Insight: Special delivery - caesarian sections

Karen Faux
Tuesday, August 24, 2010

Women and medical professionals are both divided over whether mothers should be able to choose to give birth by caesarean. Karen Faux reports.

'Too posh to push' has become a familiar term coined by the media to describe the growing number of women in the UK who want to circumvent the unpredictability of vaginal childbirth and opt for surgery instead.

In the past two decades the rate of women having caesarean deliveries has doubled. It currently stands at around one in five deliveries. According to NHS statistics, there was no significant change in the caesarean rate from 2007 to 2008 and 2008 to 2009, at 24.6 per cent for both years (154,814 caesareans in 2008-09 and 153,406 in 2007 - 08).

Last year the World Health Organisation updated its recommendations on caesarean rates, stating that 'no empirical evidence for an optimum percentage exists' and that 'world regions may set their own standards'. This is despite previously recommending that the rate should not exceed 10 to 15 per cent.

The increase over the past 20 years has been due in part to increased safety in the procedure and technical advances which have enabled clinicians to identify case complications earlier. Half of all caesareans performed in UK hospitals are emergency procedures.

Caesarean on demand is not technically possible, but the rate varies between NHS hospitals, with the highest at around 30 per cent. In some private hospitals the rate is as high as one in three deliveries.

According to guidelines from the National Institute for Clinical Excellence (NICE), a woman's fears must be listened to, and if a caesarean is refused she is entitled to a second opinion.

One obstetrician says, 'Women may have a variety of fears about a vaginal delivery, and there is support available. They can be referred to a professional such as a midwife or obstetrician for advice, and many hospitals now have counsellors. Of those women who voice fears, around 50 per cent go through with a vaginal birth after being counselled.'

He adds, 'One of the reasons that caesareans have increased is because they are safer than they used to be. Thirty years ago they posed a significant risk to the mother. However, there is still a desire to keep rates low for a range of reasons, including the fact that caesareans tend to result in women having fewer babies and they can have a range of complications, including scar tissue to the uterus.'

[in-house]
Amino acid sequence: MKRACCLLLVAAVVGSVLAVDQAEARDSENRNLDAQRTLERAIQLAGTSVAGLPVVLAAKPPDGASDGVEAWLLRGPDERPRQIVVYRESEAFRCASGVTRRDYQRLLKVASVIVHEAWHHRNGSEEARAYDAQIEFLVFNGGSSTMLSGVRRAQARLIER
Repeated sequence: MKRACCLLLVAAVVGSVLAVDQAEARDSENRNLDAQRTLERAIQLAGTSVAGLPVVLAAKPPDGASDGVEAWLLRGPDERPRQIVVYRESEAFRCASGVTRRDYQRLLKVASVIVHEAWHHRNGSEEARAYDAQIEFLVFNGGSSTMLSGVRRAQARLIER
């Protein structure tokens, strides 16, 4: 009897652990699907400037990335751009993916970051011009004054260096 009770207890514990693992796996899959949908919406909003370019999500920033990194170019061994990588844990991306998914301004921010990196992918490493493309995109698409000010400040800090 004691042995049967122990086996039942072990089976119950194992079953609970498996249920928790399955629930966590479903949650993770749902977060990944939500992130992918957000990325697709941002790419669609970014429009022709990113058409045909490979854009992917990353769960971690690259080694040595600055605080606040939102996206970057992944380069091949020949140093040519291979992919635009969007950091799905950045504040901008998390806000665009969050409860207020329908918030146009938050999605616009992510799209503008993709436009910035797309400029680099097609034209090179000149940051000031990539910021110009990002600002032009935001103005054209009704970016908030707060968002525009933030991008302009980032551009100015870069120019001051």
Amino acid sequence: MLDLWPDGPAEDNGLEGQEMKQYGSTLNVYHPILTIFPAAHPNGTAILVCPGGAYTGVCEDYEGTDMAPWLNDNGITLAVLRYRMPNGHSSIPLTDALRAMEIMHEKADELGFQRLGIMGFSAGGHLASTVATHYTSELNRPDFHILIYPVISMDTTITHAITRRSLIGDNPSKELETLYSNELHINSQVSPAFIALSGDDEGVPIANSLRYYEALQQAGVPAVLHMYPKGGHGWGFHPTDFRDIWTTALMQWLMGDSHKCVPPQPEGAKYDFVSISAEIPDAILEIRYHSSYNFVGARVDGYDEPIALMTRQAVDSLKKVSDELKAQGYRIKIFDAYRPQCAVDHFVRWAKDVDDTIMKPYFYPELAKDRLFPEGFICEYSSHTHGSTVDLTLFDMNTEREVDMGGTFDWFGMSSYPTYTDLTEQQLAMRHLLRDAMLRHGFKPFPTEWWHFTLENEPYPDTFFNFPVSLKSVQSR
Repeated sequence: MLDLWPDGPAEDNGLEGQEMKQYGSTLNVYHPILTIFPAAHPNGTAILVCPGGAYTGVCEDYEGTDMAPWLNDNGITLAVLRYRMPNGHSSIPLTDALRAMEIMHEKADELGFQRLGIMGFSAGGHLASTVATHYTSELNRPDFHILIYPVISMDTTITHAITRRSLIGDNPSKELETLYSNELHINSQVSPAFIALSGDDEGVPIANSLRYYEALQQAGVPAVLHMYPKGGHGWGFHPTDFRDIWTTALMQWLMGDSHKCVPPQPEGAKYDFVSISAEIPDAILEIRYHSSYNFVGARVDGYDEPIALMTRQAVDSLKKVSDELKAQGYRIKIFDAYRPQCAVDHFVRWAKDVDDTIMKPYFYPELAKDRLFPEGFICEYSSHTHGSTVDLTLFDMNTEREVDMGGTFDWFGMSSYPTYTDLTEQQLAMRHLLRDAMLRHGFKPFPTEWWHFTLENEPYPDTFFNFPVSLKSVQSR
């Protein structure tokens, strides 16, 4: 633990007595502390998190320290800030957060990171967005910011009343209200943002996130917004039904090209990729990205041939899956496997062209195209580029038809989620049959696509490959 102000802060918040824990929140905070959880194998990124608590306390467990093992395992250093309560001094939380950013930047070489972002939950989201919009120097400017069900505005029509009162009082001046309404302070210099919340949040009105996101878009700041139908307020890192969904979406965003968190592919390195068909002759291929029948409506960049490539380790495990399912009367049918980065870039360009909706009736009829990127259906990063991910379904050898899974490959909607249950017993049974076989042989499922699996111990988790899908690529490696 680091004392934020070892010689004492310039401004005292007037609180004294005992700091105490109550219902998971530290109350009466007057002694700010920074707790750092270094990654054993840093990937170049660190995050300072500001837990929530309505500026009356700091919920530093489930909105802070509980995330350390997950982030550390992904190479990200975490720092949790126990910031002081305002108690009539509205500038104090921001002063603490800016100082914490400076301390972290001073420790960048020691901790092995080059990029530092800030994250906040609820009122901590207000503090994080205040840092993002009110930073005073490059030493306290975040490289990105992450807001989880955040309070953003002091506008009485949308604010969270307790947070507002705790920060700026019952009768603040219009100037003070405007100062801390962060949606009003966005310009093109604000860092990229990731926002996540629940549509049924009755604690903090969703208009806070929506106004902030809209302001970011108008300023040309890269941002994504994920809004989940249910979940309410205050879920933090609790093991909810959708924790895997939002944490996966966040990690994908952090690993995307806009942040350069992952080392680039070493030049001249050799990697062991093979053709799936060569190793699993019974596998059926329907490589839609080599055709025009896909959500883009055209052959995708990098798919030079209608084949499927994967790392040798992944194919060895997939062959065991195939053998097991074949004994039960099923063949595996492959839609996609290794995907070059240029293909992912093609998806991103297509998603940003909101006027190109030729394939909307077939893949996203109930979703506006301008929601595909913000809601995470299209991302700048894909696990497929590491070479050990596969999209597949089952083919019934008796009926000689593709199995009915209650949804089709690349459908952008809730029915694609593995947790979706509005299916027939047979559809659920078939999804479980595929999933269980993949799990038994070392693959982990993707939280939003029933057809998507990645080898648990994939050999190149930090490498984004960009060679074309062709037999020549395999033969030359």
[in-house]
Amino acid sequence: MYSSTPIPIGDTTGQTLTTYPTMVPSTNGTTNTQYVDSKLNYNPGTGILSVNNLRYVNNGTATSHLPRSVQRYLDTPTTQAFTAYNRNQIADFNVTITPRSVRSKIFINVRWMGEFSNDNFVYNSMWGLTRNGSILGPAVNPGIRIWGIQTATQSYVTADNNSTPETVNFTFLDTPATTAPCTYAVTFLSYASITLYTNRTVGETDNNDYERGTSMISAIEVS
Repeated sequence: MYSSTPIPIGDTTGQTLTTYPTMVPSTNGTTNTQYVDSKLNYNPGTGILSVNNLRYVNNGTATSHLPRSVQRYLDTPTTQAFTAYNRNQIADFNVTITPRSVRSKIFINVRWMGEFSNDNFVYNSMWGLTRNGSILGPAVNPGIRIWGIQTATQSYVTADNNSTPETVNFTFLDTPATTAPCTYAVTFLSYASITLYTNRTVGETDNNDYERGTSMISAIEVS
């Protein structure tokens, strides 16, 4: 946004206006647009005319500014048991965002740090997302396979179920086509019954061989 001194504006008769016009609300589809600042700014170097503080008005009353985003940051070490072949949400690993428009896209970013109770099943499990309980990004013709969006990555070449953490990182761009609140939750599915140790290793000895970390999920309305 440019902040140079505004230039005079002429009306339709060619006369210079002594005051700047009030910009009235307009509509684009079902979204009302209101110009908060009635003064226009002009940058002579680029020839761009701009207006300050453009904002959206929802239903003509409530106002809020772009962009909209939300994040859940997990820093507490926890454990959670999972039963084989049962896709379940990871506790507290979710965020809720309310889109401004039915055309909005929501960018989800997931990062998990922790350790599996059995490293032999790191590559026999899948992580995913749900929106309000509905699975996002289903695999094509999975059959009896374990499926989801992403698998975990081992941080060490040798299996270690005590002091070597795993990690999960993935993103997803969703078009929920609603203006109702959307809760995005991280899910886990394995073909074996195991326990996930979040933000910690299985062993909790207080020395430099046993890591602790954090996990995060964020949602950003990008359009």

Pauline McDonagh Hull is a writer and mother of two who campaigns for elective caesarean as a legitimate birth choice. She challenges the assumption that vaginal birth is the best and safest first choice for all women. She says that she wants to dispel the myths around maternal requests and elective caesarean.

She says, 'I believe women have the right to make an informed decision as to what kind of birth they want to have. Whether a woman is granted a planned caesarean section delivery is a postcode lottery, and there is a lot of pressure to drive down rates.'

Ms McDonagh Hull's website is a hub for petitions, blogs, news and research which all support elective caesarean, and she is keen to counter the negative press she thinks it receives. 'Negative stories on elective caesarean tend to get blanket press. At the same time, a lot of international research which highlights the safety of caesareans never seems to reach the public domain,' she says.


A vital issue in relation to elective caesareans is that of cost. NICE has created a cost model in an effort to explore the financial implications of maternal requests for caesarean section to the NHS. Using its estimates, the cost savings from refusing maternal requests for planned caesesarean sections are estimated at over £10m.